In what seems to be becoming a trend, the arts began the year under attack from state politicians. But, just like 2010, this year will be remembered for great exhibitions and local talent getting the recognition they deserve.
Once again the State Council on the Arts was put on the chopping block, as legislators tried to cut any and everything from the state budget. This also happened in 2010, but 2011 was different because steps were taken to go even further. In fact, the House Finance Committee voted to dismantle the Department of Cultural Resources and allocate its various offices to other state departments. That decision, had it not been voted down by the Senate, would have made New Hampshire the only state in the country without a centralized arts council.
The arts also struggled because of a weak economy when many people had less disposable income to spend on art. But not everyone. Sarah Chaffee of McGowan Fine Art said it is always gratifying when people still put down cash for art even in difficult times. “It still ranks high in many people’s budgets,” Chaffee said.
She was also hopeful, saying that things weren’t going to get any worse and in fact would improve. This is a good thing because New Hampshire, of all states, should have a thriving arts scene.
Two of the state’s most prominent artists had major retrospectives of their work this past year. Jon Brooks’ wild wooden furniture was on display beginning in March at the Currier Museum of Art in Manchester. Brooks’ “Collaboration with Nature” showed visitors that furniture can be both functional and artistic. Potter Gerry Williams, who was previously honored with the state’s Lotte Jacobi Living Treasure Award, exhibited his work in September at Colby-Sawyer College in New London.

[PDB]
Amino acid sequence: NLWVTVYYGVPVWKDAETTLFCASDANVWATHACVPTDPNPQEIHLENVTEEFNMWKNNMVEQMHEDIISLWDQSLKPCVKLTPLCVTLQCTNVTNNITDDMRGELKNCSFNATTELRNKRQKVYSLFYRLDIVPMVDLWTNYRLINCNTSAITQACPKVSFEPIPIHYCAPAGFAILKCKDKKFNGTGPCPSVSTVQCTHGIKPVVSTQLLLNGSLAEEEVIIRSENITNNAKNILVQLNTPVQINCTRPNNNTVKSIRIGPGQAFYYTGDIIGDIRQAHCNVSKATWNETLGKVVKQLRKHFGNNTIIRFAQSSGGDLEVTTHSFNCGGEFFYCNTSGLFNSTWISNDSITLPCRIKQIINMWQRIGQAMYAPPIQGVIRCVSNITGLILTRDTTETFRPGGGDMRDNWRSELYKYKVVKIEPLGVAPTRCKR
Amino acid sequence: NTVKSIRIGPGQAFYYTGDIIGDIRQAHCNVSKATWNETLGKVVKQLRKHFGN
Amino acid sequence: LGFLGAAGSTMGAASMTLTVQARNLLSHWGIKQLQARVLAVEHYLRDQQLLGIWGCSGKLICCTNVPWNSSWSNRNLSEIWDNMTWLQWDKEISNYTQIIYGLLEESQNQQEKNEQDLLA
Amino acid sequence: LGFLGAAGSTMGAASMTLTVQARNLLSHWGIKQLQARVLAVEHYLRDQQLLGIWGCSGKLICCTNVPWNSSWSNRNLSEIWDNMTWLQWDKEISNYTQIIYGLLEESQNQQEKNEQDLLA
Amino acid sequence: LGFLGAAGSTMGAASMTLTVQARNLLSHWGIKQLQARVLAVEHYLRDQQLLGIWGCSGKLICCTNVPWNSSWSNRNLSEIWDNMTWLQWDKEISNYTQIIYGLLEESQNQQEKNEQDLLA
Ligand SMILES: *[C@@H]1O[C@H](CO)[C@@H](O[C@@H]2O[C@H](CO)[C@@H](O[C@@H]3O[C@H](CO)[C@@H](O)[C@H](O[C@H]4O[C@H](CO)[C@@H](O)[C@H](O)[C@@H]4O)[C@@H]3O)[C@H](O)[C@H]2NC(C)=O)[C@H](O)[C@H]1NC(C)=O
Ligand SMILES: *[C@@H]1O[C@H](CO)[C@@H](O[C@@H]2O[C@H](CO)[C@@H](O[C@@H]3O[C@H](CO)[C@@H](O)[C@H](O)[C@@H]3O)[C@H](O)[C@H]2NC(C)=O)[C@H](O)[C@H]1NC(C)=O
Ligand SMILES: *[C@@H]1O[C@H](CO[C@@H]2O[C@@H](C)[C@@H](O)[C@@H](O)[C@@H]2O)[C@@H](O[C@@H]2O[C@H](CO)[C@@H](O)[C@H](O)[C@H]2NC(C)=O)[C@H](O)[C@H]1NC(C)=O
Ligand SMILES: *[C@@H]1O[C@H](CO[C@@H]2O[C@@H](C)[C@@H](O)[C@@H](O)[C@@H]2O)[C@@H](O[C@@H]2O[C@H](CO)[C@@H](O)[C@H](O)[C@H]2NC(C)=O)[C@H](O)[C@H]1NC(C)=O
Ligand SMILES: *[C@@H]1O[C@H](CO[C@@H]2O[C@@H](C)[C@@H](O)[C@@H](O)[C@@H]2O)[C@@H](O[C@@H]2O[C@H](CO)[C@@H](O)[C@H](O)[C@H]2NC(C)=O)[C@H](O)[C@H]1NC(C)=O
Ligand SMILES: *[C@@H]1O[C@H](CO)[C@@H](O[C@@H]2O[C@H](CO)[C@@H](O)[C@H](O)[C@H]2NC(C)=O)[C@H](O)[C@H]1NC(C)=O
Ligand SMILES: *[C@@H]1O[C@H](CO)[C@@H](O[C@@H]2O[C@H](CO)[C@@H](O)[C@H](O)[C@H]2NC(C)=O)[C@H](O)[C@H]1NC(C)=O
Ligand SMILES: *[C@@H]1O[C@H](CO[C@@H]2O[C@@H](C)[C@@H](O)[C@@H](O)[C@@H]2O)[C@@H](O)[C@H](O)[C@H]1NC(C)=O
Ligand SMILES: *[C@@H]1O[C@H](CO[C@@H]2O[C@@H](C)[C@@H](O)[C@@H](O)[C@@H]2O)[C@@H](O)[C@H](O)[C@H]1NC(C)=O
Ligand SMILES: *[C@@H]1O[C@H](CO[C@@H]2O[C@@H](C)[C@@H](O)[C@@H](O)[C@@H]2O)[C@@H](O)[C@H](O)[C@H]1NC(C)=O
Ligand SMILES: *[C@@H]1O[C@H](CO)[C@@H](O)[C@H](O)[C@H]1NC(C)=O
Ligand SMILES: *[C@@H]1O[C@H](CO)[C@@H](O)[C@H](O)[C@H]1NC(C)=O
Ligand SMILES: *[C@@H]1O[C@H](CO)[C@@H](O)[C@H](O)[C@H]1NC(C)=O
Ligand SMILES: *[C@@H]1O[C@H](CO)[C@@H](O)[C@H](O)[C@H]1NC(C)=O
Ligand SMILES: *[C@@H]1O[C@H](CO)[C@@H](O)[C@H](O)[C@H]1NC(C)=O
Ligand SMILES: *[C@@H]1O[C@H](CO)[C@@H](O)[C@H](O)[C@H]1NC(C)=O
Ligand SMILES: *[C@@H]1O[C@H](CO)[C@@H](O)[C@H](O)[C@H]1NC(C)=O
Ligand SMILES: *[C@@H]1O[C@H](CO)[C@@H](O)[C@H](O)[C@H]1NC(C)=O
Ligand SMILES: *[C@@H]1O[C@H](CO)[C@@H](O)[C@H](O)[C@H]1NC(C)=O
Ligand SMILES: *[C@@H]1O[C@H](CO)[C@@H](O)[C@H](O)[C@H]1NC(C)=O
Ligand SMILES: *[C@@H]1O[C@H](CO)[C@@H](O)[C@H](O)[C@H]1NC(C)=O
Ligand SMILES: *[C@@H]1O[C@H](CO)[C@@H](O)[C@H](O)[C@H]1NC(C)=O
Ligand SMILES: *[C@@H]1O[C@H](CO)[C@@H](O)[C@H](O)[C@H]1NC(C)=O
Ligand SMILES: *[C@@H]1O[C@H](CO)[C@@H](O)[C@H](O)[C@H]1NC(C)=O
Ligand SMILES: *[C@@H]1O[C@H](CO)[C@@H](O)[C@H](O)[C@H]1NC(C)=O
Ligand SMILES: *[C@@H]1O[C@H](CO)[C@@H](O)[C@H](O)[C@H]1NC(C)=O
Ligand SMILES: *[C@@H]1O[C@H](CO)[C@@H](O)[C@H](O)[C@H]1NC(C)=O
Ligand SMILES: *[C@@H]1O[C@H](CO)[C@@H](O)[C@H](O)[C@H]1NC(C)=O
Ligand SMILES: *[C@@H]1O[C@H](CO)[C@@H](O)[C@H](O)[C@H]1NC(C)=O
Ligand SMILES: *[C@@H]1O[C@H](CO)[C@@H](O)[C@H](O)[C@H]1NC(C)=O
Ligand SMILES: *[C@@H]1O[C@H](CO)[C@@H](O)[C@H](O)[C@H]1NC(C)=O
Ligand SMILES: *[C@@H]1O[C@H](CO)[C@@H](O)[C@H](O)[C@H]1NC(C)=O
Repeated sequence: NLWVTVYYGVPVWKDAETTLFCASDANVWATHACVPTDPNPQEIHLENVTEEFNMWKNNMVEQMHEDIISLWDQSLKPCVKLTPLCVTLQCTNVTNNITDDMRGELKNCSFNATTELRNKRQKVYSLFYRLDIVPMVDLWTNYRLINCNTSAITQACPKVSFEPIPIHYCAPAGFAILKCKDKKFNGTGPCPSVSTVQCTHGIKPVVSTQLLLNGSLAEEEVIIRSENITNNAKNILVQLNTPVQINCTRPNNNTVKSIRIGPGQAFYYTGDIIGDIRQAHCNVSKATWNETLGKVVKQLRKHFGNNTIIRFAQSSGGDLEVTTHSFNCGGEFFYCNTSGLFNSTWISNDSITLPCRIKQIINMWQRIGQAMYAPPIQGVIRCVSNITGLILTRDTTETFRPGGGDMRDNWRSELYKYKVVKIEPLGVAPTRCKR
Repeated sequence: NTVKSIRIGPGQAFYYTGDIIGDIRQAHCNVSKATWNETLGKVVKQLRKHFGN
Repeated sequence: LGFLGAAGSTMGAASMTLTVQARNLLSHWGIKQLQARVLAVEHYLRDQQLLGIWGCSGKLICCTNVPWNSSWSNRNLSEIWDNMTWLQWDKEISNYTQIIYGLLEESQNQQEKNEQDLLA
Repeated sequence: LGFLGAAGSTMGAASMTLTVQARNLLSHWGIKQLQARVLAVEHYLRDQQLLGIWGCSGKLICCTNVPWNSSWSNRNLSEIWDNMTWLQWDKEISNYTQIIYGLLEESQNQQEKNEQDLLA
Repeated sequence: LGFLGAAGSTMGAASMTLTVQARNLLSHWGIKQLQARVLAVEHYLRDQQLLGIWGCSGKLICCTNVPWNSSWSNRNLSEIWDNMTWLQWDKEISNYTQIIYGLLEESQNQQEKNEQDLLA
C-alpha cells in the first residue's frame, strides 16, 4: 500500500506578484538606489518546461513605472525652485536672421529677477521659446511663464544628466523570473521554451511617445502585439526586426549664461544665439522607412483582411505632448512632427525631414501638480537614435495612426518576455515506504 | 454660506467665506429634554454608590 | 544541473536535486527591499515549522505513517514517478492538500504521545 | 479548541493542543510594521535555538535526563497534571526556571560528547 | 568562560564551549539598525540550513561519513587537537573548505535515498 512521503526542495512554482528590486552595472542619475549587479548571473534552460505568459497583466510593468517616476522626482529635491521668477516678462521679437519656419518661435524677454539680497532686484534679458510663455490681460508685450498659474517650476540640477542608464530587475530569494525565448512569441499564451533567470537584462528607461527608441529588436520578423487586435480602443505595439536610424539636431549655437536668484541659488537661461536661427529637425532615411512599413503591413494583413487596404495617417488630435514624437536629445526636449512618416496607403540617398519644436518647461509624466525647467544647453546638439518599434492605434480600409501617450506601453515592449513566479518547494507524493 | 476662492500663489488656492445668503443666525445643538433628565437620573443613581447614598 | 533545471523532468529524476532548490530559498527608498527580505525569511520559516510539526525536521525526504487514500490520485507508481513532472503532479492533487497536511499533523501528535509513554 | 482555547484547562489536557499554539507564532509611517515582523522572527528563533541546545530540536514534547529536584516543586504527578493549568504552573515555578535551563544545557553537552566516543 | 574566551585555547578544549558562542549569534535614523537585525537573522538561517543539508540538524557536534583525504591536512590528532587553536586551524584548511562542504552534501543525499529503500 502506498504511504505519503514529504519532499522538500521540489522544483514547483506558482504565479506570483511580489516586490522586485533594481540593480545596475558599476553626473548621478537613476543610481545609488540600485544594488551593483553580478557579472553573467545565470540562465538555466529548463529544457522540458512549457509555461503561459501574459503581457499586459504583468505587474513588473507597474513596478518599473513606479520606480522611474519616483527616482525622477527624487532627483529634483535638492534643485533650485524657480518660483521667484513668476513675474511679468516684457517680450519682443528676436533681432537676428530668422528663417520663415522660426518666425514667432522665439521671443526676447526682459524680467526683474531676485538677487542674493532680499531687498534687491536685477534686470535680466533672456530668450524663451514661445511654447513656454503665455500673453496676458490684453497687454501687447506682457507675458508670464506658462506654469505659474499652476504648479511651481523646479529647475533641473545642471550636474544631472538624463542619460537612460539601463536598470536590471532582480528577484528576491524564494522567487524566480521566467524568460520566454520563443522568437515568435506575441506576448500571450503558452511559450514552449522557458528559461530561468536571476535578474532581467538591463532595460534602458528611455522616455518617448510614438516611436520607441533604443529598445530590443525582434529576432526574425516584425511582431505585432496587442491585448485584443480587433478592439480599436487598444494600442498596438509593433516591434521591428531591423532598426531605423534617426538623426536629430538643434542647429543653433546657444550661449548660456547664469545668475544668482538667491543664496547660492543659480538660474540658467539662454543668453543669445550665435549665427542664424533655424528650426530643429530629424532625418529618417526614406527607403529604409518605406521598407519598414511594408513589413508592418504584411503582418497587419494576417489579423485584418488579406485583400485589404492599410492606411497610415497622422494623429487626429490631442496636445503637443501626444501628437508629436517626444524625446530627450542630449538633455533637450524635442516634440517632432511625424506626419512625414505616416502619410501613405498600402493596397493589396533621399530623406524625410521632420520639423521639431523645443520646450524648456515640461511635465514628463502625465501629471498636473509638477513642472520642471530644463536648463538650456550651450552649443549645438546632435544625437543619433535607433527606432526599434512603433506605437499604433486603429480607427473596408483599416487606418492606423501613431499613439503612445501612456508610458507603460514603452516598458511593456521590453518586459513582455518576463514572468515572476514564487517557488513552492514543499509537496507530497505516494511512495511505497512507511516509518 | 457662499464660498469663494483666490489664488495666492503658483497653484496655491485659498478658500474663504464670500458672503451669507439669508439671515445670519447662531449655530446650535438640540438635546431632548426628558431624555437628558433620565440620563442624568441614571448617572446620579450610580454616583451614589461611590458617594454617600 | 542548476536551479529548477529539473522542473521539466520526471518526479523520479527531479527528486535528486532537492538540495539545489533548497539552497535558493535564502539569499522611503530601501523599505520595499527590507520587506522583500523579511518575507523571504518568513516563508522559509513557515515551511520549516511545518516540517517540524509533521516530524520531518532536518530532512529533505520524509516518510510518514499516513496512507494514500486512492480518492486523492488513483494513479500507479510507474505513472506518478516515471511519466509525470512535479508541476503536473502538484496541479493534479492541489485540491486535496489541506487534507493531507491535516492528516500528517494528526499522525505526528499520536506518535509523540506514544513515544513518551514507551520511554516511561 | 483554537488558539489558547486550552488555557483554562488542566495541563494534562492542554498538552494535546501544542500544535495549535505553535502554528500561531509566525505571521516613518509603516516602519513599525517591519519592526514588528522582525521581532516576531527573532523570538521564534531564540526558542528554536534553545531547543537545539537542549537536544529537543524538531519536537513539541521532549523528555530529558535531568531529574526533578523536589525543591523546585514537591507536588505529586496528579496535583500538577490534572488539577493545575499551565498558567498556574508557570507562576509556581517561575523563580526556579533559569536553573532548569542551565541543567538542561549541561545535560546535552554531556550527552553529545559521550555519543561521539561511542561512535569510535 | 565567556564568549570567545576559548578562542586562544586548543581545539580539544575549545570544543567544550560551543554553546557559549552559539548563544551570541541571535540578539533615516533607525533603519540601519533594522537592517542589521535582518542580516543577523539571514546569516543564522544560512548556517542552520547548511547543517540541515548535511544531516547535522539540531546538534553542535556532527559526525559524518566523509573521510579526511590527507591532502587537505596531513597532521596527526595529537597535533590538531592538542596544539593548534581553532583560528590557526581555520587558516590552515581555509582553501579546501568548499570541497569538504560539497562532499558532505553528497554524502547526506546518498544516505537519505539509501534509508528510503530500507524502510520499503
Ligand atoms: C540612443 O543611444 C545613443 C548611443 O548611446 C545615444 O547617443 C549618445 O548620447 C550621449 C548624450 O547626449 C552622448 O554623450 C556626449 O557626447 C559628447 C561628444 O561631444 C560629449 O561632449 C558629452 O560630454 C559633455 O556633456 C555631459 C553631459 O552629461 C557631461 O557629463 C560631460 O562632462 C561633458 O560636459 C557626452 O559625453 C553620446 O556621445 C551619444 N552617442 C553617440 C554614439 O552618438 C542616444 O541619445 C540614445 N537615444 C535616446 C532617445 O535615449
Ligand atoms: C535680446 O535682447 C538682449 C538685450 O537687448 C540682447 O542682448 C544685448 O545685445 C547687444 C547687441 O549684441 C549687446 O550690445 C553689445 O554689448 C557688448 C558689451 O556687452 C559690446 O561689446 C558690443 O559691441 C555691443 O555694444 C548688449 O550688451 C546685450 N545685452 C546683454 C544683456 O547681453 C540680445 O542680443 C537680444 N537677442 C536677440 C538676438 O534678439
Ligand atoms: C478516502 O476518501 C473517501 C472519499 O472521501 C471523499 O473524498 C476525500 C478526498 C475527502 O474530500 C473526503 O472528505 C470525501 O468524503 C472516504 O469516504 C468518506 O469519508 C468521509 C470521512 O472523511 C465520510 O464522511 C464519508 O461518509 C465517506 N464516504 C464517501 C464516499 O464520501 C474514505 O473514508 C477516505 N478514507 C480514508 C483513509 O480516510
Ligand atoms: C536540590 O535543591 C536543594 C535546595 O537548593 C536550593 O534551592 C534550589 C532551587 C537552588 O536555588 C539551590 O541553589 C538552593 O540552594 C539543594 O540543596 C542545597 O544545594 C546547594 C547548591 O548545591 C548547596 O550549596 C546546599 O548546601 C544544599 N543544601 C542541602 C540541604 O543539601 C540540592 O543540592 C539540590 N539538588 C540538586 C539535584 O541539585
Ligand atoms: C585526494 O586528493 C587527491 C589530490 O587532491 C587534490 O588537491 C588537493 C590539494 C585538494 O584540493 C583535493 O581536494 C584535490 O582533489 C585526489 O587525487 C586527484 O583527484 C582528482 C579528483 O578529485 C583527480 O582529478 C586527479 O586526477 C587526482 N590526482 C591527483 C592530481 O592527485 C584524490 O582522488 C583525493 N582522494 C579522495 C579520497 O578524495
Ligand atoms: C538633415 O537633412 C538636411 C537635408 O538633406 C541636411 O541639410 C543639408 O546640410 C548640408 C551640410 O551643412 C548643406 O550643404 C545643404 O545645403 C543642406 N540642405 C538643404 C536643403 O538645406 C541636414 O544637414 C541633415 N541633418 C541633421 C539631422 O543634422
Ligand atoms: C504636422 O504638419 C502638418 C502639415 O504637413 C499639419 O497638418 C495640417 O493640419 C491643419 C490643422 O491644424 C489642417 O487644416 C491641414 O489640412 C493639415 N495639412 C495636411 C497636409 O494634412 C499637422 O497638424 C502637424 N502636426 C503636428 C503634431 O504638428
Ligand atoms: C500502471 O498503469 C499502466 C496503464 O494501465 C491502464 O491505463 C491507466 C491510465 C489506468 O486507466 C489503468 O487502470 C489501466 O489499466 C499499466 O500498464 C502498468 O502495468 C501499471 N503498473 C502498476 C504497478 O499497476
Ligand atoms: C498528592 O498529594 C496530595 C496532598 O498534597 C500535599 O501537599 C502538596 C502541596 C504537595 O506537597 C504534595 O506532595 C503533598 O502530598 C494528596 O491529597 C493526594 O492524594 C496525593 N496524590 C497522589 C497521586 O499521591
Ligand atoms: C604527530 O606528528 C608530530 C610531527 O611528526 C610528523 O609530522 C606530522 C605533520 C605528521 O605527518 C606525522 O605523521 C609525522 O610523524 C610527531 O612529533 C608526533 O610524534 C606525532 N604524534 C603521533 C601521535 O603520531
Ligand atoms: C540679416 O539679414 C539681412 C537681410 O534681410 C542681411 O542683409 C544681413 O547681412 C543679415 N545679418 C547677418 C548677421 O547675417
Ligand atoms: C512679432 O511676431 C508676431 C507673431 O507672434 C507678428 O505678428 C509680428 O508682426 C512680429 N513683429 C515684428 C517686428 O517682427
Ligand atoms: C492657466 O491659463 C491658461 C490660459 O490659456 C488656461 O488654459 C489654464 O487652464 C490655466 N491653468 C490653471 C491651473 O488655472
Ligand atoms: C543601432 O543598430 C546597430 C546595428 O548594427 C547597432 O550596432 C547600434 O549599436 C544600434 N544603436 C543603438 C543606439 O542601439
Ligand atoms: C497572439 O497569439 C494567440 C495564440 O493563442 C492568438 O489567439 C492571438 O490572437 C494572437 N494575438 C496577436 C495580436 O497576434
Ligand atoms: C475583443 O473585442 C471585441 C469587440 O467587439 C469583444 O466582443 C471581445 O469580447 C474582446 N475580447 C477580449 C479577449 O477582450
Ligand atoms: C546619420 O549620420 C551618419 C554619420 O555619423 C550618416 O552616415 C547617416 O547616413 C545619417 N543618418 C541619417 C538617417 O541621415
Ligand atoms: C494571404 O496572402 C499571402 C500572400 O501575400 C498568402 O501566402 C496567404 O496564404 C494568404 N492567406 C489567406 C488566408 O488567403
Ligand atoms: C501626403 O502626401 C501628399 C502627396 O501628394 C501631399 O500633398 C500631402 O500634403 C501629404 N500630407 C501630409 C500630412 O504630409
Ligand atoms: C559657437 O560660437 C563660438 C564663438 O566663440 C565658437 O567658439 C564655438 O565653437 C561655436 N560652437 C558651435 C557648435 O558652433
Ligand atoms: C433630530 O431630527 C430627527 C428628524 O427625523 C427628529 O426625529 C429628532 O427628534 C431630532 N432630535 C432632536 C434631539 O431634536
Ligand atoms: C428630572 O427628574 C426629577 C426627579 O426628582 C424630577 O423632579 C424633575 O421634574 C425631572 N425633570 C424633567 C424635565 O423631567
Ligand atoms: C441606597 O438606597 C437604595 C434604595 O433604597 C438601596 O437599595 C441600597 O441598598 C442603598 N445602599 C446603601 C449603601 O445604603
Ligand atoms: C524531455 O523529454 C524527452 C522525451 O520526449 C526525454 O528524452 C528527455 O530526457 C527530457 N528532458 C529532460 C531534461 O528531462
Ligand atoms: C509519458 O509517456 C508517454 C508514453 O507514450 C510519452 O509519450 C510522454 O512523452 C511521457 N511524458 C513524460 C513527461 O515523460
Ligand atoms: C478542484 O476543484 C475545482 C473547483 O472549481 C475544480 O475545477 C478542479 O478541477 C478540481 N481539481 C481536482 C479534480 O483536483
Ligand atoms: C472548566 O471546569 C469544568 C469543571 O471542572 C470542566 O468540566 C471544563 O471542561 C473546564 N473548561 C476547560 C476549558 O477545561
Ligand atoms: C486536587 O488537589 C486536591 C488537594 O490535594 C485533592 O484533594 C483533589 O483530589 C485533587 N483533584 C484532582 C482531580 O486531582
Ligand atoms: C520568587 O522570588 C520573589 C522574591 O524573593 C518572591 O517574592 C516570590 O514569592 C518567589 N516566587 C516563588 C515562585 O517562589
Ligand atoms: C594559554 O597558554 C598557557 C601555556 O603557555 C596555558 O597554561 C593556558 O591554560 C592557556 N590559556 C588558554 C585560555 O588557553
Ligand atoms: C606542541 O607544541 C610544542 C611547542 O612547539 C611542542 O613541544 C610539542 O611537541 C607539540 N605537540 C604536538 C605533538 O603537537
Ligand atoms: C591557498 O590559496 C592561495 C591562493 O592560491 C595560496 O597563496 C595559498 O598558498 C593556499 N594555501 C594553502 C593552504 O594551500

While it was a good year for legendary artists, it also brought some new blood into the state. Nashua’s Main Street got a nice boost with the addition of 263 Gallery, which is owned by Pong Maynard and is located on the second floor of an old Victorian home where it joins hair stylists, a nail salon and a massage therapist as part of a house of beauty. And the Picker Building, also in Nashua, became better known as a house of art. There are numerous jewelry makers, photographers, sculptors and potters within the old mill building. They opened up their studios in a joint venture in May.